Amazon Nixes Connecticut's Bids For 2nd Headquarters

Amazon Inc. has rejected Connecticut’s long-shot bid for its second headquarters, announcing Thursday the selection of 20 jurisdictions as finalists in the online retailer’s closely watched North American competition.

Other Connecticut proposals — made separately by Bridgeport-New Haven, Danbury and Enfield — also fell as Amazon said it sorted through 238 plans.

“Getting from 238 to 20 was very tough,” the Seattle company said in a prepared statement. “All the proposals showed tremendous enthusiasm and creativity.”

Catherine Smith, commissioner of the state Department of Economic and Community Development, said a look at the finalists shows Amazon is interested in cities much bigger than what Connecticut offers. “When you’re recruiting 50,000 people, you have to have access to a very large talent pool,” she said.

“Obviously, we’re very disappointed, but not surprised in some ways,” Smith said.

In a statement, Gov. Dannel P. Malloy said Connecticut “did not have a large enough metropolitan area for this particular proposal.”

New Haven Mayor Toni Harp said that. despite Amazon’s decision. she is willing to match the New Haven area’s “talent pool, market accessibility, quality of life and cultural amenities with literally any other American city.”

New England still has a shot at the prize: Boston was picked as a finalist.

The offer was tantalizing to communities. Amazon promises to spend up to $5 billion developing 8 million square feet of office space for 50,000 workers. In addition, the high-tech company, valued at $624 billion, is a magnet for highly educated workers who write software, research artificial intelligence and otherwise delve into next-generation technology.

Other cities chosen were Atlanta; Austin, Texas; Chicago; Columbus, Ohio; Dallas; Denver; Indianapolis; Los Angeles; Miami; Montgomery County, Maryland; Nashville, Tenn.; Newark, N.J.; New York City; Northern Virginia; Philadelphia; Pittsburgh; Raleigh, N.C.; Toronto, Ontario; and Washington, D.C.

With its short list, Amazon is covering the nation’s political capital by including Washington, D.C., and its Maryland and Virginia suburbs. Amazon founder and Chief Executive Officer Jeff Bezos owns The Washington Post.

Connecticut pitched Stamford and Hartford-East Hartford after paring a list of 17 municipalities hoping to make the final cut. Proposals also were submitted to Amazon by Danbury, New Haven and Bridgeport in a single bid, and Enfield, which pitched the faded Enfield Square Mall as a site for Amazon’s second headquarters.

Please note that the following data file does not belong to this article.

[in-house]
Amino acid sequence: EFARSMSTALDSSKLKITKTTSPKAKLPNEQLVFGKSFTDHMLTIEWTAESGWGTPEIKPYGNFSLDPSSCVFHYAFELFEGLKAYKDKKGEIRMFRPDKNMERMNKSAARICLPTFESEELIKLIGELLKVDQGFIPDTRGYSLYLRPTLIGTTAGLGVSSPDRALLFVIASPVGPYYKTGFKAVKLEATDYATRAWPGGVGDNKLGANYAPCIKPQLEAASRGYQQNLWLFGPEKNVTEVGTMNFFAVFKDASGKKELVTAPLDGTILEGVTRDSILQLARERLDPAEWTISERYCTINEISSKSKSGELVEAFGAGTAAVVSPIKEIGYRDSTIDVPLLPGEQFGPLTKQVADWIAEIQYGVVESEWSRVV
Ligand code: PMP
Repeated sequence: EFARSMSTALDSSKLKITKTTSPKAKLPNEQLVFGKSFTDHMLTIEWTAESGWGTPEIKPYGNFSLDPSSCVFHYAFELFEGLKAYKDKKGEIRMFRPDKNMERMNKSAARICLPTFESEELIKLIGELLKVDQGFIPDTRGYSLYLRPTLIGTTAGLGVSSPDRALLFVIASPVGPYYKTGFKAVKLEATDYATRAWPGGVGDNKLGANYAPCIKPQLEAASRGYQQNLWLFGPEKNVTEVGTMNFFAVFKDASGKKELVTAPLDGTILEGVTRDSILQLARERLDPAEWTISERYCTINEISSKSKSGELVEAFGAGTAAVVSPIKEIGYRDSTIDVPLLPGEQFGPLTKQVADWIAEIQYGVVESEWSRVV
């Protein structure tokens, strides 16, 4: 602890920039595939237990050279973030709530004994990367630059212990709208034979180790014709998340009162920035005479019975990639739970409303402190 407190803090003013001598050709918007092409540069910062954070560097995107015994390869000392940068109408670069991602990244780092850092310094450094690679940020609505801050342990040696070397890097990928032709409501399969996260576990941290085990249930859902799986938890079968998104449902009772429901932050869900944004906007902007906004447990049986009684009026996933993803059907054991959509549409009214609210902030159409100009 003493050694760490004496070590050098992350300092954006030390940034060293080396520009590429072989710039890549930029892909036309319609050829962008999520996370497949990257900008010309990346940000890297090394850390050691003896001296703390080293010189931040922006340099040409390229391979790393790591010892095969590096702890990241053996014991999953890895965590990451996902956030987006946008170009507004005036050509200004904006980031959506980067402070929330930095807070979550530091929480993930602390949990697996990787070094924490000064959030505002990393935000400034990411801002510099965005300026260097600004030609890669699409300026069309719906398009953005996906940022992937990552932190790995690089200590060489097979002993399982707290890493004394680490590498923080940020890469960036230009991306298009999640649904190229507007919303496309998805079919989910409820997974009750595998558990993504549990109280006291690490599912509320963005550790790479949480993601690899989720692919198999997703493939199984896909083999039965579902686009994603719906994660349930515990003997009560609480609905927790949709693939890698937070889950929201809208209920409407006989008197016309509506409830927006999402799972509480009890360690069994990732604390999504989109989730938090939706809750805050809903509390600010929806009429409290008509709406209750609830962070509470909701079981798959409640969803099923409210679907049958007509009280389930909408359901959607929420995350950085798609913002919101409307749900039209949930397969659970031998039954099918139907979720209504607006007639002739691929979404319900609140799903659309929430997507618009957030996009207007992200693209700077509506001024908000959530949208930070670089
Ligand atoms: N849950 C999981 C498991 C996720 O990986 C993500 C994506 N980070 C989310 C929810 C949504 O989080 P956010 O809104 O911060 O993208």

While many of the cities chosen by Amazon are major population centers, smaller cities such as Columbus, Ohio, are not. Still, with a 2016 population of 860,090, Ohio’s capital city is significantly larger than Hartford and East Hartford, with a combined population in 2016 of 174,495, and Stamford, with a population of 129,113.

It’s also home to Ohio State University, a state institution with an enrollment of more than 66,000.

In its proposal to Amazon, Connecticut officials broadened the potential sites for the retailer’s headquarters, with the Hartford-East Hartford and Stamford regions each boasting a population of 1 million, a requirement set by Amazon.

The two cities also offer a “deep talent pool,” are close to international airports and have easy access to mass transit and interstate highways, the state said in its proposal.

State officials submitted Connecticut’s proposal in October, touting the state’s rivers and forests, universities, industry, transportation and communities.

It included a video narrated by Malloy, who described Connecticut as a “great place to live, from the shores of Long Island Sound to the hills of Litchfield and everywhere in between.”

Connecticut’s bid may not have been helped by its chronic state budget troubles and weak economic and labor force growth. Among Amazon’s requirements is a preference for a “stable and business-friendly environment.”

Cities and states juiced their proposals to Amazon with promises of financial aid. Just before leaving office this week, New Jersey Gov. Chris Christie signed legislation authorizing billions of dollars in potential tax credits to lure Amazon to Newark.

Connecticut did not provide details of its financial aid offer to Amazon. It included an incentive package with a commitment to a long-term single tax rate and a “partnership fund” tapping some of the billions generated by the Amazon headquarters to pay for schools, housing, transportation and other public systems that would feel an impact from the new Amazon headquarters.

Amazon expects to make a decision later this year.

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